The High Court of Madras may have declared a certain number of buildings as protection-worthy and ordered that they cannot be demolished but that is clearly not enough. For in the absence of any Heritage Act or any directive on what is to be done to such buildings, their future continues to be uncertain. Those who are keen on protecting heritage buildings in their possession are not sure as to what they can do and those wanting to demolish and develop are seeking out various loopholes in the law to be allowed to go ahead. Caught in the middle of all this is the Heritage Conservation Committee, which is moving at a pace that may make snails seem to be in an unseemly hurry.

The Bible Society building on Memorial Hall Street was demolished long after it was included in the Justice Padmanabhan Committee list of buildings, which formed the basis for the High Court’s order to protect them. It now transpires that the church had all along had in its possession a demolition certificate from the CMDA which allowed it to proceed. It is also reliably learnt that the church has abandoned its earlier plan of a multi-storeyed structure on the site and is promising a new construction that will be in architectural sympathy with the neighbouring Memorial Hall. If so, why the demolition at all? And what defines architectural sympathy? In the absence of any guidelines, you cannot help recollecting two earlier instances – that of Spencers and Bentinck’s Buildings. In both cases, it was promised that the new structures would be on the lines of the buildings that were brought down. What we got finally was not anything even remotely similar.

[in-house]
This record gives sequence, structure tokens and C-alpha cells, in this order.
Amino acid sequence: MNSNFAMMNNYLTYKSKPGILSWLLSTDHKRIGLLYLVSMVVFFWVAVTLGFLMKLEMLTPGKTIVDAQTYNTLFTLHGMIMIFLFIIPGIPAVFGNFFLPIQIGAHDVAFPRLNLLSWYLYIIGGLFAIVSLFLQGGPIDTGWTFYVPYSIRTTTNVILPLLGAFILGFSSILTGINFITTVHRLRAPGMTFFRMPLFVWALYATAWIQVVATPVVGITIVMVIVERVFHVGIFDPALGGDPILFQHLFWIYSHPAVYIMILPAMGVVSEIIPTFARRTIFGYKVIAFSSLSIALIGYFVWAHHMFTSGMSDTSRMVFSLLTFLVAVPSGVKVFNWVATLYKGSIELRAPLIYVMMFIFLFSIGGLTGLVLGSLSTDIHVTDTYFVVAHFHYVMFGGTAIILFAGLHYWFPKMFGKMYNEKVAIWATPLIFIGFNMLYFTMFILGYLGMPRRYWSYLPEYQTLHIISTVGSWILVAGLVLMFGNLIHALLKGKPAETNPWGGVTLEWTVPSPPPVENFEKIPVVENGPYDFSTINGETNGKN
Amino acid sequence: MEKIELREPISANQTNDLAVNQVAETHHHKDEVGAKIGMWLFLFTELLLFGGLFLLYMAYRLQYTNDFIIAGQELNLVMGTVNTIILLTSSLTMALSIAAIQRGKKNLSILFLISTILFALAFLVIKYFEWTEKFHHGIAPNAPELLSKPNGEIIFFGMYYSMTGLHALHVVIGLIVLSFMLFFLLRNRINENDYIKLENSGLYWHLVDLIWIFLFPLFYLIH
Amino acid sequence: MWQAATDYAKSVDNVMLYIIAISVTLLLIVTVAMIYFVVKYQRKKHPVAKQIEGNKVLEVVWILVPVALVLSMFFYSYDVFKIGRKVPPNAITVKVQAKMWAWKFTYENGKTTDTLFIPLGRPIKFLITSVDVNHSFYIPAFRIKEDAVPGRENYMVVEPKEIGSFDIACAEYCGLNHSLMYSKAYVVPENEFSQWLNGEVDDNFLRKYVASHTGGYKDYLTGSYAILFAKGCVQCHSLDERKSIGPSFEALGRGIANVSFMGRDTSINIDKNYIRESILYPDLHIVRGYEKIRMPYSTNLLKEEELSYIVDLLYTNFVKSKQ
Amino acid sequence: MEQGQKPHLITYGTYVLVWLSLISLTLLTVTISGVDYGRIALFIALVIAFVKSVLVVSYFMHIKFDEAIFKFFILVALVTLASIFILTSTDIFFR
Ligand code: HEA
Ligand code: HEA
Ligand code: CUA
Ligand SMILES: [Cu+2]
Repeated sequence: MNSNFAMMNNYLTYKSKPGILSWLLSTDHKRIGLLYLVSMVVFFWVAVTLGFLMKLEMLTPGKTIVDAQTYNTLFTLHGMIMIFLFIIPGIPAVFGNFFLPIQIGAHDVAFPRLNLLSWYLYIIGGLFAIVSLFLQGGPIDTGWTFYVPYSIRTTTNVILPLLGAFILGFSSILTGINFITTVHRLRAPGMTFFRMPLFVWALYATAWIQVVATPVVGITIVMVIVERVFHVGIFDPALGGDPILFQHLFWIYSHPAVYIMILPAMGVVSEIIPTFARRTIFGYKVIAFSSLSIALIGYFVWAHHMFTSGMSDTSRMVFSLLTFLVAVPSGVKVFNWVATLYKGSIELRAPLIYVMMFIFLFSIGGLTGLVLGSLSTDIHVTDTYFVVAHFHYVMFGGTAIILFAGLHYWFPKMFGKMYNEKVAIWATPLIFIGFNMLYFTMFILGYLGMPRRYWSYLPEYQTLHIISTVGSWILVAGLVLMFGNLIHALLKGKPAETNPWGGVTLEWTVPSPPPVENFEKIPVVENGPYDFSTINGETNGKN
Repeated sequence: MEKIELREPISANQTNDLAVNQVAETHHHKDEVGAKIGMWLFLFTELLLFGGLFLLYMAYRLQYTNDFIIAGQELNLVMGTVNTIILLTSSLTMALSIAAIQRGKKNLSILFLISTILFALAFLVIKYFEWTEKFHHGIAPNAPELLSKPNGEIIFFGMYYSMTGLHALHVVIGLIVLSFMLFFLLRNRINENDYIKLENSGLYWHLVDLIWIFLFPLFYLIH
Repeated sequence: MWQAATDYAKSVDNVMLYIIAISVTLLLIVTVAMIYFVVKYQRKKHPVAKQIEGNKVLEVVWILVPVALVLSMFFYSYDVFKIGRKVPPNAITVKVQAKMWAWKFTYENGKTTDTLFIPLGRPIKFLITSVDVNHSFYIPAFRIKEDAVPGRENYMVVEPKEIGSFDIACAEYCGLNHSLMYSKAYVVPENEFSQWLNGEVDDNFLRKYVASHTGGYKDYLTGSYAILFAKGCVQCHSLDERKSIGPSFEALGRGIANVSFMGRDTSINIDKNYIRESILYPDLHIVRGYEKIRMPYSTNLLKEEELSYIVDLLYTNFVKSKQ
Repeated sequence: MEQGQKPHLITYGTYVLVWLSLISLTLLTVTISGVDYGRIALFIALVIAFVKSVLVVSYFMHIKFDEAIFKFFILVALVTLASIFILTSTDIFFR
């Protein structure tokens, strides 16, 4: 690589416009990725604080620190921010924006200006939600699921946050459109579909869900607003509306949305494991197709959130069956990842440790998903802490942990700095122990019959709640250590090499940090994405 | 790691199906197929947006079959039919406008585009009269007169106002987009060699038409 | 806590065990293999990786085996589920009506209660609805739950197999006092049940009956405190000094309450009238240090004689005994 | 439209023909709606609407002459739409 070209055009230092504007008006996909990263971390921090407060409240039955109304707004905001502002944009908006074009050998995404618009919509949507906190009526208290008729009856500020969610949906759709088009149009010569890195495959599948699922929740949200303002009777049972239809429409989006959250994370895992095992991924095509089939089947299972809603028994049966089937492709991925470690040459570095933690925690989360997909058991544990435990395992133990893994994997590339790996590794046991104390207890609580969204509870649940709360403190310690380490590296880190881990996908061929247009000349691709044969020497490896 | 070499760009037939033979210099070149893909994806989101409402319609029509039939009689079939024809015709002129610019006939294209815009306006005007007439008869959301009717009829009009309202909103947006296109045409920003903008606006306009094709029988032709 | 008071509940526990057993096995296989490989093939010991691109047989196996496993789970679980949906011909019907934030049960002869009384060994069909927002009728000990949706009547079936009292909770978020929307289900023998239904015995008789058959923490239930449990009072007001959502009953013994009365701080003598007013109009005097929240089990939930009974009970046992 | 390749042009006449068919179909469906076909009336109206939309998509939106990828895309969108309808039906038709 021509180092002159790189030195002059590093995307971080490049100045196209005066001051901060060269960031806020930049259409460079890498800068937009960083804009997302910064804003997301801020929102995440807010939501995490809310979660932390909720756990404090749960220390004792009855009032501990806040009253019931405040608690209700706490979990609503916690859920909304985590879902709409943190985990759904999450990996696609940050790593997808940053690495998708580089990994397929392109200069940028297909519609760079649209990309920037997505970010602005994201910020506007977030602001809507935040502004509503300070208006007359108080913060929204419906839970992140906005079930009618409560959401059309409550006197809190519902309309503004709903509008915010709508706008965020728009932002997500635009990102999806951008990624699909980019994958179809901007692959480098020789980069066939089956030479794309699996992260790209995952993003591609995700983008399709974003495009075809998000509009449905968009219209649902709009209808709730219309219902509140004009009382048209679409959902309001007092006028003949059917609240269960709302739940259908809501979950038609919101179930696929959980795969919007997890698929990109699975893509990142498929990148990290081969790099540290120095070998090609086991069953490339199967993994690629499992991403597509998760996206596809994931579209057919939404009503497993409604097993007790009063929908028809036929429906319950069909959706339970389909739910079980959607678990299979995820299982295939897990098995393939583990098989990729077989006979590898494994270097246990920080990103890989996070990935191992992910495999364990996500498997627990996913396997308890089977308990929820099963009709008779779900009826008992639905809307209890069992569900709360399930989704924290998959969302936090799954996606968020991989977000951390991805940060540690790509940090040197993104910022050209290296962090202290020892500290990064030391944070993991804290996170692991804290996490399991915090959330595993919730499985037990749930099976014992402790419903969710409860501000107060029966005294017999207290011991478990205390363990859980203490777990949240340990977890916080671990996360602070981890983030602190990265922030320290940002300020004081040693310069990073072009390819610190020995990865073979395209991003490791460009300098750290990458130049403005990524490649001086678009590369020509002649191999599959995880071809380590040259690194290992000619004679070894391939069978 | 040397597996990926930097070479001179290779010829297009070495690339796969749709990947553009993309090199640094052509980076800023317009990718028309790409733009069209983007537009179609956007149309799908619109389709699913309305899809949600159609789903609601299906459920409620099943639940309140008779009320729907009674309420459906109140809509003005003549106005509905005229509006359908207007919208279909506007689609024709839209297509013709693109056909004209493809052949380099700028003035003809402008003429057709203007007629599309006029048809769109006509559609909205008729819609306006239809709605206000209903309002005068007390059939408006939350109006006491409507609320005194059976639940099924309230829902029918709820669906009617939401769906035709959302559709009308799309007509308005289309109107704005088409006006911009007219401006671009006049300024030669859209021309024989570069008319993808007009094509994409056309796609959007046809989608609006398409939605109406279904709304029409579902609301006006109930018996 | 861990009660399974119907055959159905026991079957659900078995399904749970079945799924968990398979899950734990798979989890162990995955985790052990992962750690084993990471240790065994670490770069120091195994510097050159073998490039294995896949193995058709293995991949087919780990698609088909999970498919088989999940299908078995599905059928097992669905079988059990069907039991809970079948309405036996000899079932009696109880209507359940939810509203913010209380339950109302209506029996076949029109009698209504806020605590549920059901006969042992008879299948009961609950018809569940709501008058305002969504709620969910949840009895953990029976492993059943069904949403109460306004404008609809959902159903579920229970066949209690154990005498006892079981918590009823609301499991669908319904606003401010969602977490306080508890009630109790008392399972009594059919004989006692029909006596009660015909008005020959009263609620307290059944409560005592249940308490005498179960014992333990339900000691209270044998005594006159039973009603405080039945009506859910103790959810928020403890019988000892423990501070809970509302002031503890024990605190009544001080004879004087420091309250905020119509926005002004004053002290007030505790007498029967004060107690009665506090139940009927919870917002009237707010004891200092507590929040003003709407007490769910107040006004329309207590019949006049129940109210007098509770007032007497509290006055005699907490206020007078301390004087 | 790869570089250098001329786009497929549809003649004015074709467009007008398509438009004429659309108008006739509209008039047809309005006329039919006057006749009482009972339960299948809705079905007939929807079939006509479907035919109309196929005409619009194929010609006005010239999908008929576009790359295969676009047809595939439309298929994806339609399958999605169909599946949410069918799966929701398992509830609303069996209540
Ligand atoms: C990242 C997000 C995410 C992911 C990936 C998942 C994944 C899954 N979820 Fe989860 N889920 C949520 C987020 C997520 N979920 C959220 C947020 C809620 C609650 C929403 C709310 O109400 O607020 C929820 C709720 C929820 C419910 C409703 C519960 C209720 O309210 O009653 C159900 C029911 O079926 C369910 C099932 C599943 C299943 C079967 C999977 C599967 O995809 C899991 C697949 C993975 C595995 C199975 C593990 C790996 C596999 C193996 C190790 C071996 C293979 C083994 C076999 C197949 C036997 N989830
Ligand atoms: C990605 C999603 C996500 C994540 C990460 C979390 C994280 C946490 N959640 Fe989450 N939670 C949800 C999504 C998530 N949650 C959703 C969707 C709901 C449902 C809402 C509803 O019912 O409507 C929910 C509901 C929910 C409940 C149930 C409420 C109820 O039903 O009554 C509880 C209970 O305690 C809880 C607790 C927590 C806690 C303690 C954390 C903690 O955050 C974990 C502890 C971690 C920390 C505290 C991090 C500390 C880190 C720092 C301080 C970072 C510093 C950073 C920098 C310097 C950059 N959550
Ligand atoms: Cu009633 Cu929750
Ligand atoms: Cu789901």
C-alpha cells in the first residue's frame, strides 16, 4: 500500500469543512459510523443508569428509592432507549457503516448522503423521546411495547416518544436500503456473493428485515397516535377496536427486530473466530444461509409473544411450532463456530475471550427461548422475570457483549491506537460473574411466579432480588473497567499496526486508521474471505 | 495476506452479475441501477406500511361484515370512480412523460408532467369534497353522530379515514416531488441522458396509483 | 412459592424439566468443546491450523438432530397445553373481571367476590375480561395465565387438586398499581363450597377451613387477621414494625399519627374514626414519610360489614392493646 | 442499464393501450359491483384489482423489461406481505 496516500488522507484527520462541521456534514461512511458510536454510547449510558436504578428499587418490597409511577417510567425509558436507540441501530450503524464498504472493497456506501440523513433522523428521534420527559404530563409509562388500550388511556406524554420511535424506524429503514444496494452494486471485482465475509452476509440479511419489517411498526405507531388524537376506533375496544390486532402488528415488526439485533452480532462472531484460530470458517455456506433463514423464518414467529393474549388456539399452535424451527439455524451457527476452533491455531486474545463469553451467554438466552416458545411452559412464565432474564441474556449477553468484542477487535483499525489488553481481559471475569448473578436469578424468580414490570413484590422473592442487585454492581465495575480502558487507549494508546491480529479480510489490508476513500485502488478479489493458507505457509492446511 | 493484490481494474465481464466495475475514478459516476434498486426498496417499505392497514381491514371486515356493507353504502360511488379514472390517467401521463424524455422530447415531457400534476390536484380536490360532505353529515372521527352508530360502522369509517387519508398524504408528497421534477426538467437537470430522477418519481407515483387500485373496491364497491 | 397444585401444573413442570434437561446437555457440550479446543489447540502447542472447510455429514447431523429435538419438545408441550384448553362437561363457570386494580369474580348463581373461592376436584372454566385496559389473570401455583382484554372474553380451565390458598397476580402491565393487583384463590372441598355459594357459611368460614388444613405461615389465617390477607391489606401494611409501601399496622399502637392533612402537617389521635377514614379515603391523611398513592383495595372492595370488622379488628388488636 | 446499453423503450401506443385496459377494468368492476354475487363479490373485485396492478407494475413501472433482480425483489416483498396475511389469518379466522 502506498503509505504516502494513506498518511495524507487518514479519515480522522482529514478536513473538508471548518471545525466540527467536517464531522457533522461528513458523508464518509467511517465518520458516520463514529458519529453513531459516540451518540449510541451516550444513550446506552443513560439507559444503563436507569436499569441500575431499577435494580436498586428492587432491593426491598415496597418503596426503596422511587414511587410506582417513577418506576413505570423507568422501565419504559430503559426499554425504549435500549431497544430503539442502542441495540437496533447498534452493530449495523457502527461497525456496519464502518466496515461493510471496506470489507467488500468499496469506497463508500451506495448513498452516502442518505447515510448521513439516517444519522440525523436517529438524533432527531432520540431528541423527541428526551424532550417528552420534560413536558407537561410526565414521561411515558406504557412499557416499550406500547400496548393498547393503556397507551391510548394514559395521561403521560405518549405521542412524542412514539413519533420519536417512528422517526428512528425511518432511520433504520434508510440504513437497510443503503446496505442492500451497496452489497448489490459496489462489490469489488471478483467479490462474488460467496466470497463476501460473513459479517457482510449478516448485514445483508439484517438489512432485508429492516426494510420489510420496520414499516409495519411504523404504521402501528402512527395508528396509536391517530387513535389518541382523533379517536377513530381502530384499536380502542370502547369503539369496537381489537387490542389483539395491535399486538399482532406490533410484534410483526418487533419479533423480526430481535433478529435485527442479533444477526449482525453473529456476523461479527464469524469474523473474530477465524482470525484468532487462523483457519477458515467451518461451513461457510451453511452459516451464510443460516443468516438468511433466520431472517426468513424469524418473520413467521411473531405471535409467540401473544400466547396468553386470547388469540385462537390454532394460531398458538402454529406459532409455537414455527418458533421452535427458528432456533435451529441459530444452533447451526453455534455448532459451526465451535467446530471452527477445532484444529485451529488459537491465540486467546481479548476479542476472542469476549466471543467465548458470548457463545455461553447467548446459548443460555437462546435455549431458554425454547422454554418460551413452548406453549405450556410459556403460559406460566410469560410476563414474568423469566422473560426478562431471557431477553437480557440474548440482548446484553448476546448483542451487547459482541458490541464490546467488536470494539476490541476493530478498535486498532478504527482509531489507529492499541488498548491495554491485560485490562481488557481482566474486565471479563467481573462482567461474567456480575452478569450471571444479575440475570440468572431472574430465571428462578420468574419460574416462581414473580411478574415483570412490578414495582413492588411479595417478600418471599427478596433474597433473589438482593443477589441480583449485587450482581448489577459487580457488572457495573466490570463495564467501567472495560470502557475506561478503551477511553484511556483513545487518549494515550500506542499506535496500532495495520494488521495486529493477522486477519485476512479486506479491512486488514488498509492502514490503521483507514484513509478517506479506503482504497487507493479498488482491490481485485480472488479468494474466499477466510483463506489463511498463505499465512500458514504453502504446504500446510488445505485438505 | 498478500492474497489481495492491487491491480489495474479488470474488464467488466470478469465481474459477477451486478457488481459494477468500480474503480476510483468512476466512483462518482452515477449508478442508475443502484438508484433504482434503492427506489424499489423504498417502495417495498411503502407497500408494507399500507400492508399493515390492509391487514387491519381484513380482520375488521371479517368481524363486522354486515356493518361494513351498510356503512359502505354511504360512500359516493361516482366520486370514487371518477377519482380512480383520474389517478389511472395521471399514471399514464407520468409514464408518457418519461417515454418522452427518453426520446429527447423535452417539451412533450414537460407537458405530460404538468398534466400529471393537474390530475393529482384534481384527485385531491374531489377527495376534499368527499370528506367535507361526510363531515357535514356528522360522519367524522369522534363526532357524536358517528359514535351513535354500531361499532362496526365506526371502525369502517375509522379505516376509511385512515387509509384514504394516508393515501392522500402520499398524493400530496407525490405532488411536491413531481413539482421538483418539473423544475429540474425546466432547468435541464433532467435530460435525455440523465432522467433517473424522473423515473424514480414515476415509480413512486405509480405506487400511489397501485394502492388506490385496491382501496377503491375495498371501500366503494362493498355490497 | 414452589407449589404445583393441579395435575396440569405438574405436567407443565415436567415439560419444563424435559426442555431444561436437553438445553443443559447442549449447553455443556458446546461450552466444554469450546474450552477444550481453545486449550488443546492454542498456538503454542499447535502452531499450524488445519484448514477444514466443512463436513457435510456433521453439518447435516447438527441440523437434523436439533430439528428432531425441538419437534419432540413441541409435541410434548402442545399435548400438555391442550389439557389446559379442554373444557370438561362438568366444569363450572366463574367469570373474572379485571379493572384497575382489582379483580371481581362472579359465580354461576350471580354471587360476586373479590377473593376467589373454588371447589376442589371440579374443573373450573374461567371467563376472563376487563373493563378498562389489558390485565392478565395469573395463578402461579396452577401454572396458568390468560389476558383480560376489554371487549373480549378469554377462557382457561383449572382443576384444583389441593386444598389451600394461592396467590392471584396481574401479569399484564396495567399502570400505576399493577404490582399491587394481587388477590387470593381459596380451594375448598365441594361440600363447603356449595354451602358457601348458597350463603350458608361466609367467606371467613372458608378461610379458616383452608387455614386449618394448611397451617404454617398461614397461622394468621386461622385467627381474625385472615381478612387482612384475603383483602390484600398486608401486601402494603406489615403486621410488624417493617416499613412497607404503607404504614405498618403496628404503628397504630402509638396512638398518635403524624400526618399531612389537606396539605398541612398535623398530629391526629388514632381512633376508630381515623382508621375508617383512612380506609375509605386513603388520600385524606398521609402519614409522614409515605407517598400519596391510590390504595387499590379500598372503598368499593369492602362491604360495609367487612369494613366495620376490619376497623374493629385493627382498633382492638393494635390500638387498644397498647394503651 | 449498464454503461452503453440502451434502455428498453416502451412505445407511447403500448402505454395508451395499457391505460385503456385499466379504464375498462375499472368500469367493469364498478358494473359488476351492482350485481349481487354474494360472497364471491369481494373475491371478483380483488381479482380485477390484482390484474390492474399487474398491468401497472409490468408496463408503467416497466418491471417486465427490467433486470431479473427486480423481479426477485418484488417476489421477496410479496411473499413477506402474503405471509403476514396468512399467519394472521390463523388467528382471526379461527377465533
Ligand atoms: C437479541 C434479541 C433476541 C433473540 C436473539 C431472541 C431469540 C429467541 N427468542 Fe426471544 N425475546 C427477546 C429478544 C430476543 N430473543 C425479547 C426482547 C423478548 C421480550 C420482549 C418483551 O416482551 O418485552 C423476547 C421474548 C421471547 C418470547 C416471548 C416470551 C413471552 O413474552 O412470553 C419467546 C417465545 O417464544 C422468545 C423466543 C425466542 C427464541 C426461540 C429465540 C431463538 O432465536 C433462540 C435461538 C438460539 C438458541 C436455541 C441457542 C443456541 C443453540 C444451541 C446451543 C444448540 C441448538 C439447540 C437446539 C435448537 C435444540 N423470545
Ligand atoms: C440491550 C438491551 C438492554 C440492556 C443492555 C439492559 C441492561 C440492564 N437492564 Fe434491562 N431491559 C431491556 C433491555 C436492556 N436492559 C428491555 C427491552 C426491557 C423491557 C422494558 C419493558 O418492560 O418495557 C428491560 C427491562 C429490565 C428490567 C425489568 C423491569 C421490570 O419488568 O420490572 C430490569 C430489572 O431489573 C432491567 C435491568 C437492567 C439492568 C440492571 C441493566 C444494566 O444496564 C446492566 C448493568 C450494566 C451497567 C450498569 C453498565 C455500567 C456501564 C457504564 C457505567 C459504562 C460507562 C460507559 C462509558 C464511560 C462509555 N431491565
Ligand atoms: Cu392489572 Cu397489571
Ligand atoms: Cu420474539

Lack of guidelines is proving to be a major headache in a host of other cases as well. The Government is keen on demolishing the historic Mint on the eponymous street. The Heritage Conservation Committee it is learnt, is evenly divided on the issue and matters rest there for the present. Several hospitals are proceeding with demolition and development with no restraint. The Kasturba Gandhi (Victoria Caste and Gosha) Hospital in Triplicane has brought down entire wings and is proceeding with modern highrise, completely out of synch with the remaining buildings. The Ophthalmic and the CSI Kalyani Hospitals are also planning on various developments on their respective campuses and nobody is certain as to what plans are afoot.

If these are issues concerning lack of guidelines where redevelopment is involved, at least two other instances point to the lack of a Heritage Act. Both Gokhale Hall and Bharat Insurance Buildings are semi-demolished structures where further destruction was prevented by court order. But there has been no progress in terms getting a positive direction on how to restore both these buildings. Cases are pending in court and both the structures are exposed to the vagaries of nature. A fortnight back, the LIC, which owns Bharat Insurance Building, had the entire structure wrapped in synthetic sheets with ostensible purpose of preventing further damage. But this is a double-edged sword for now nobody can be certain as to what is happening inside the building.

It is in cases like this that a more dynamic Heritage Conservation Committee could make all the difference. But right now, meetings of the Committee are few and far between with very little concrete action emerging. And the composition of the Committee being largely bureaucratic, the ongoing State elections have emerged as the most convenient reason for no further action being taken. Everyone on board is keenly watching out for any changes in the composition of the powers-that-be and much will depend on the eventual outcome. Till then the future of heritage buildings in the city will continue to remain uncertain.